“Understandable.” He took the two cartons of milk and scanned them. “Is that all?” he asked.
         “Yeah.”
         “That’ll be…”
         The crash echoed through the shop, making the windows shake in their frames and causing everyone to swing around so they could stare out at the front of the shop.
         “Oh, man,” the woman groaned.
         Rajeesh just stared. A huge tree had fallen, landing right across the only entrance into or out of the car-park, knocking down a part of the fence that surrounded the entire area, but effectively trapping them inside.
         “Now what?” Colin growled. “I gotta get home an’ watch the monster trucks.” His ample frame shook a little in his frustration.
         “My husband and kids are waiting for me,” the woman at the counter said. “I’d better let them know what happened.” She pulled out her phone, tapped the screen and moved away to talk.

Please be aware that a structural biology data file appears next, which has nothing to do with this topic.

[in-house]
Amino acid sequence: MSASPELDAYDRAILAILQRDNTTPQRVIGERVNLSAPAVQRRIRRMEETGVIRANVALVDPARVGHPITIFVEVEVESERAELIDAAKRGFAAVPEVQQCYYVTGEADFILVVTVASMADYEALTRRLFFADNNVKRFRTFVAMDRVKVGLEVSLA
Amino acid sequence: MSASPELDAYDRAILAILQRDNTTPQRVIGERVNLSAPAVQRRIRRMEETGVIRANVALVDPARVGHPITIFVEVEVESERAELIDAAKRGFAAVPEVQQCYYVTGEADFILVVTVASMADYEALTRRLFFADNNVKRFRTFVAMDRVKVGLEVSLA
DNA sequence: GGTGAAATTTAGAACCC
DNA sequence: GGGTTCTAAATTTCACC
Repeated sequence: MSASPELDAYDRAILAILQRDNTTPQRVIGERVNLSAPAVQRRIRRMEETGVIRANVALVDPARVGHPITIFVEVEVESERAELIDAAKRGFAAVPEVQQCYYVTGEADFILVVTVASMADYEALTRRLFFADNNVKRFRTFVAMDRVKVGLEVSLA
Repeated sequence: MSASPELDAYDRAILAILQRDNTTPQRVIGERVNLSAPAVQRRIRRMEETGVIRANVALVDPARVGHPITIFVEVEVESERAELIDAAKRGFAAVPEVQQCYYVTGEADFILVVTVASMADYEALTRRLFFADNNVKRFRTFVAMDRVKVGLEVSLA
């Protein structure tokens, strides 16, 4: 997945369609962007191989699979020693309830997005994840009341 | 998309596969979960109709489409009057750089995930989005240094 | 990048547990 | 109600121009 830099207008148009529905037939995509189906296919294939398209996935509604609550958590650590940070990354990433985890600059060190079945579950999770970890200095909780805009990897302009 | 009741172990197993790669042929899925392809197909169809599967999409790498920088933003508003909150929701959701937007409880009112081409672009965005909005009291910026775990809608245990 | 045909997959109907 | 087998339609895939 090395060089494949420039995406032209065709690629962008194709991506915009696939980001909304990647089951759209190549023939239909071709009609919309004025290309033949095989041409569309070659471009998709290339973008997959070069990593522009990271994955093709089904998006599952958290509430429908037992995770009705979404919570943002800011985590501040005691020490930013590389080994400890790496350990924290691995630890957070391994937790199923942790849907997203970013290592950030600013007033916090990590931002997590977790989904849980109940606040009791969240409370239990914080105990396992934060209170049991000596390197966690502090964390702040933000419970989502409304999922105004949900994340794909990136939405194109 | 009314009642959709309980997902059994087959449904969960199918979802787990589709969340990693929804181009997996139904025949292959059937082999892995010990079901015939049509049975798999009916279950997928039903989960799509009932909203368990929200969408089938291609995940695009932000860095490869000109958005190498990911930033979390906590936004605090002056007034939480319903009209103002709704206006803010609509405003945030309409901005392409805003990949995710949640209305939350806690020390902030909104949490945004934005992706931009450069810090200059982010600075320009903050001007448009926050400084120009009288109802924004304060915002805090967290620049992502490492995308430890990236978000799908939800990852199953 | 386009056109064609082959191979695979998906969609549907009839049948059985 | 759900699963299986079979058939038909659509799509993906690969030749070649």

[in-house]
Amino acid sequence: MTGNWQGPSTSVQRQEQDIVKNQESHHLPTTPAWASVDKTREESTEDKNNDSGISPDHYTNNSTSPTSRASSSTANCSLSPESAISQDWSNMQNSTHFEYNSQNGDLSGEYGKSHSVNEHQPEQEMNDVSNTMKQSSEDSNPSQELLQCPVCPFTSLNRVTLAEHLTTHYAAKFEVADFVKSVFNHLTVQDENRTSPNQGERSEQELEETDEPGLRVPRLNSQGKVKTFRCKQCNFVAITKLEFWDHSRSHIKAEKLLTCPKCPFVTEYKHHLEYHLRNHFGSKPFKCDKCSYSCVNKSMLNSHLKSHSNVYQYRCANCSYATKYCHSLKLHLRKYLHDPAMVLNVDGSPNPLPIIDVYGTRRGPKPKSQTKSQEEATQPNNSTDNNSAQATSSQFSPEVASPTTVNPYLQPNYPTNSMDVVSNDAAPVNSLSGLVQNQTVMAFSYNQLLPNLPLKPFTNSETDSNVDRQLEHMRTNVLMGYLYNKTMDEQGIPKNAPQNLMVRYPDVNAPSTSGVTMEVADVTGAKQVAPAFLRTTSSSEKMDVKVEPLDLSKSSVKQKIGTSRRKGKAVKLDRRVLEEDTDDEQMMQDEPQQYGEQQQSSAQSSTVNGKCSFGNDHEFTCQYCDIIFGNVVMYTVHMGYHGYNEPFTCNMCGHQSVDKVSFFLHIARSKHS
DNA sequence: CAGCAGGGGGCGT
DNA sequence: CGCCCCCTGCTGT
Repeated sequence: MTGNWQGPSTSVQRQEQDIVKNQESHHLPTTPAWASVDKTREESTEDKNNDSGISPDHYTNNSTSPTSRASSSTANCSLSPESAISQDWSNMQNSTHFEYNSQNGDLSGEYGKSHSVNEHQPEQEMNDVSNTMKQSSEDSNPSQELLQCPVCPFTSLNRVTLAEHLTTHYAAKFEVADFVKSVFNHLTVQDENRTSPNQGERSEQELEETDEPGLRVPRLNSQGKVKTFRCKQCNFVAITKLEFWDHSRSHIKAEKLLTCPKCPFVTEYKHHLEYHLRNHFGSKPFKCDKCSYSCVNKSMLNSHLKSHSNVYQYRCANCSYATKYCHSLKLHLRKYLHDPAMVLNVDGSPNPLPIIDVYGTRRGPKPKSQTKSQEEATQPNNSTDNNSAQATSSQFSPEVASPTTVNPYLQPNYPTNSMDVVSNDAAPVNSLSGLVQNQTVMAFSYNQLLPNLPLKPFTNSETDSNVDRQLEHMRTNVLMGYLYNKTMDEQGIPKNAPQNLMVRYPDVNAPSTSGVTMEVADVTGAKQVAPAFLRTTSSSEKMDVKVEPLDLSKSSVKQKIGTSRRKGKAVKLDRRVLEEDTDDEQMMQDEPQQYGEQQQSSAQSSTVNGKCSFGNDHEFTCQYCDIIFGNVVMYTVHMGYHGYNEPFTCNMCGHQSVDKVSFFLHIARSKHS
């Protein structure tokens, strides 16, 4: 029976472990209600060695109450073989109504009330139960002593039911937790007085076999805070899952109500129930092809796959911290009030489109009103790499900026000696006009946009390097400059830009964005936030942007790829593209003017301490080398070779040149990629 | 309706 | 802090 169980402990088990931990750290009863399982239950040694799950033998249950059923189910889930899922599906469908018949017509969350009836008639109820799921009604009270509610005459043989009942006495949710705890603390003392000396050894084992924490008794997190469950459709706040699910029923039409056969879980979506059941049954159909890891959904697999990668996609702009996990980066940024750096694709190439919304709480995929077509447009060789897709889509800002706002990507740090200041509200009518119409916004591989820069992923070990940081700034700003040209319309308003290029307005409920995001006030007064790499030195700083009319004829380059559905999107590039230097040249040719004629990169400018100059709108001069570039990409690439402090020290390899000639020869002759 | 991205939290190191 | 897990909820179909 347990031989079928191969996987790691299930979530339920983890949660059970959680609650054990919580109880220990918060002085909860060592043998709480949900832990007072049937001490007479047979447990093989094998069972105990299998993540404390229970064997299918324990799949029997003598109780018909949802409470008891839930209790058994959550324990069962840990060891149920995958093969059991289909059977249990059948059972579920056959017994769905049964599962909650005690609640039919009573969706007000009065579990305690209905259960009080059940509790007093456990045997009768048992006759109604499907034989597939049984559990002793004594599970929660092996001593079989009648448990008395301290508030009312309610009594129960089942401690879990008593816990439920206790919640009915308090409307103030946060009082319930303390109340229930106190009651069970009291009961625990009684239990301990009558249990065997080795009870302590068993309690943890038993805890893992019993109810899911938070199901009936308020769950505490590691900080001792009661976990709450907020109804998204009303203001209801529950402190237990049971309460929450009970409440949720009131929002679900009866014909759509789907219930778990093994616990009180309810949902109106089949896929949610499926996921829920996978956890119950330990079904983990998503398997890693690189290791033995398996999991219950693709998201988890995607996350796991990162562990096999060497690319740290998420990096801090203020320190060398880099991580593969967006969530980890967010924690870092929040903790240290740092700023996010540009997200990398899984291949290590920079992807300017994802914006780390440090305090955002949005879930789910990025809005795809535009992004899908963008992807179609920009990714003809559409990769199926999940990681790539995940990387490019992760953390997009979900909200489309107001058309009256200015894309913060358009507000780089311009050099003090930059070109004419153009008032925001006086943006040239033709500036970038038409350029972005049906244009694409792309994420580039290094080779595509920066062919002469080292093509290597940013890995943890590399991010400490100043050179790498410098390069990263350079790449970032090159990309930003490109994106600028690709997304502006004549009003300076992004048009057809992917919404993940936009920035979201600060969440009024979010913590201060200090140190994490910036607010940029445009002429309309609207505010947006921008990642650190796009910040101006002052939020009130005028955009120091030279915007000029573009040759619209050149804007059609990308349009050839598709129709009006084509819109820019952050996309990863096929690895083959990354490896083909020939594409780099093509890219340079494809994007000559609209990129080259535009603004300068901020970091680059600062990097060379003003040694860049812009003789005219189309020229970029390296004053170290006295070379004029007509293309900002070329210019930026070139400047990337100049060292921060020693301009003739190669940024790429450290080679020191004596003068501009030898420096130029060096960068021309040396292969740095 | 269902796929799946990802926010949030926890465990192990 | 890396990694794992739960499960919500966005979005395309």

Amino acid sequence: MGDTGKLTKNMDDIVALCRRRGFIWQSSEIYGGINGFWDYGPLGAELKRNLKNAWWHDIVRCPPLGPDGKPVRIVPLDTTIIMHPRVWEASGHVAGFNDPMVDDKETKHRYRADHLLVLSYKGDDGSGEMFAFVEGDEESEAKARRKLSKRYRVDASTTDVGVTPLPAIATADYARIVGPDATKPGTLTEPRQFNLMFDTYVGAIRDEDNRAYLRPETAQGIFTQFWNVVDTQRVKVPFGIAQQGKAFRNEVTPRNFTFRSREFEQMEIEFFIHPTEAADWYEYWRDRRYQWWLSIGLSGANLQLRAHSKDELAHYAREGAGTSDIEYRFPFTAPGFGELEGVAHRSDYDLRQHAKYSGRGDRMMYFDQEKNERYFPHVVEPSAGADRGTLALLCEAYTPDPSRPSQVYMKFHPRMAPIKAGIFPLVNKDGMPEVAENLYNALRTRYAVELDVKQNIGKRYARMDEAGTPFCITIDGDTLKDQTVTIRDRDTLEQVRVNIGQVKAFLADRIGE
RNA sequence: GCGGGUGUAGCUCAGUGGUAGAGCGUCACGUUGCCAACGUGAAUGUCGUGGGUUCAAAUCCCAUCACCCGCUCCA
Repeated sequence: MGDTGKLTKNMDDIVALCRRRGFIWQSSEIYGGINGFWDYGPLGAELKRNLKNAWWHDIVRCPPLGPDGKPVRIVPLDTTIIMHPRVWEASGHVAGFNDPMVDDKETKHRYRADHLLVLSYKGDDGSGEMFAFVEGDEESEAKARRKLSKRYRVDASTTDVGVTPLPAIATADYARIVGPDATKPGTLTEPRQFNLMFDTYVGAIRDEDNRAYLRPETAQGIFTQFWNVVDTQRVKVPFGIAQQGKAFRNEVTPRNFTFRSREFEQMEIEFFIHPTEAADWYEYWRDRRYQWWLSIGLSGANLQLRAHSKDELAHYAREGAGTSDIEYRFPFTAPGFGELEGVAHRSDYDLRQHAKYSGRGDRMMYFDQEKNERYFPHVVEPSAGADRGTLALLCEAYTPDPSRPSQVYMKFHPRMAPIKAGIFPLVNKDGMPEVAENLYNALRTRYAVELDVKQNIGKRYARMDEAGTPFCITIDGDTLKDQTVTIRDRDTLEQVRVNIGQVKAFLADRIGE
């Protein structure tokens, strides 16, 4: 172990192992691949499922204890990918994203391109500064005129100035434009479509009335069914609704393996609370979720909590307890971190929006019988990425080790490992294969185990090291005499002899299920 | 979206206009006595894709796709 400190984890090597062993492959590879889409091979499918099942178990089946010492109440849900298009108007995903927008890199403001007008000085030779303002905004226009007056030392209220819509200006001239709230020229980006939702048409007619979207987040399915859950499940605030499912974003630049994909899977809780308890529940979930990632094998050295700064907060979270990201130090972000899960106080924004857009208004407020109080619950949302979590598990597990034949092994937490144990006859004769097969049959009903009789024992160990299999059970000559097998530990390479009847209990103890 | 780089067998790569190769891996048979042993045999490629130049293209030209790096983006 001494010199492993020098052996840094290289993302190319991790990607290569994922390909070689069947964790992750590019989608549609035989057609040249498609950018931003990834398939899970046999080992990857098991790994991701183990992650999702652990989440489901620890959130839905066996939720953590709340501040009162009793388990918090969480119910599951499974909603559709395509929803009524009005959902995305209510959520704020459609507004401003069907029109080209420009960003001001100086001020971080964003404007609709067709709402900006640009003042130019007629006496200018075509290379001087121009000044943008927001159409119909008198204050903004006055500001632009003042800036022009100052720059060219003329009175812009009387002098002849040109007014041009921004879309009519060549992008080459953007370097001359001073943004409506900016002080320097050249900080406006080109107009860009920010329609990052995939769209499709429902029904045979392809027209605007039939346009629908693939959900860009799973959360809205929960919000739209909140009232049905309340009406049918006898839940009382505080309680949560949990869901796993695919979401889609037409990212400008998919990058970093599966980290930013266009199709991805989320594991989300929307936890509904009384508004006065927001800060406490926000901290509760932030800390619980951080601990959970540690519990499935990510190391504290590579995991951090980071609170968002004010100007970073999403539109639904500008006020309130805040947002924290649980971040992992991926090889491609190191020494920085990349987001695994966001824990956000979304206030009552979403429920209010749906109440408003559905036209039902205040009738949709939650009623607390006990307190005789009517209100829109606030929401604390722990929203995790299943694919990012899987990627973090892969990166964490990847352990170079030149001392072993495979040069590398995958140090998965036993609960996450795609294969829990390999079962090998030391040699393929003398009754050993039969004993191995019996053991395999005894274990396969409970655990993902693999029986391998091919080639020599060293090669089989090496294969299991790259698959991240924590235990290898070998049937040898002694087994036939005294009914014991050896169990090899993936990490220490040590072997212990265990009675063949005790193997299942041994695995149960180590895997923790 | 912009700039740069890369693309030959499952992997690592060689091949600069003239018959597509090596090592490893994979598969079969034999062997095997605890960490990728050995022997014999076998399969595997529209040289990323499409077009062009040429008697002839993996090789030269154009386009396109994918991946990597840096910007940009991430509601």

One of the other two customers, a man in a dishevelled suit, did the same thing. The final one, a man dressed in a thick hunting jacket and Chevrolet baseball cap just stared at everything around him emotionlessly, as though he’d seen it a hundred times before.
         Rajeesh quickly picked up the store’s phone and cursed; the line was down somewhere. So, he took out his own mobile and called the emergency services. Meanwhile, Colin went to the front door – which opened automatically for him – and yelled at the storm even as the wind and rain lashed him. The noise inside was deafening.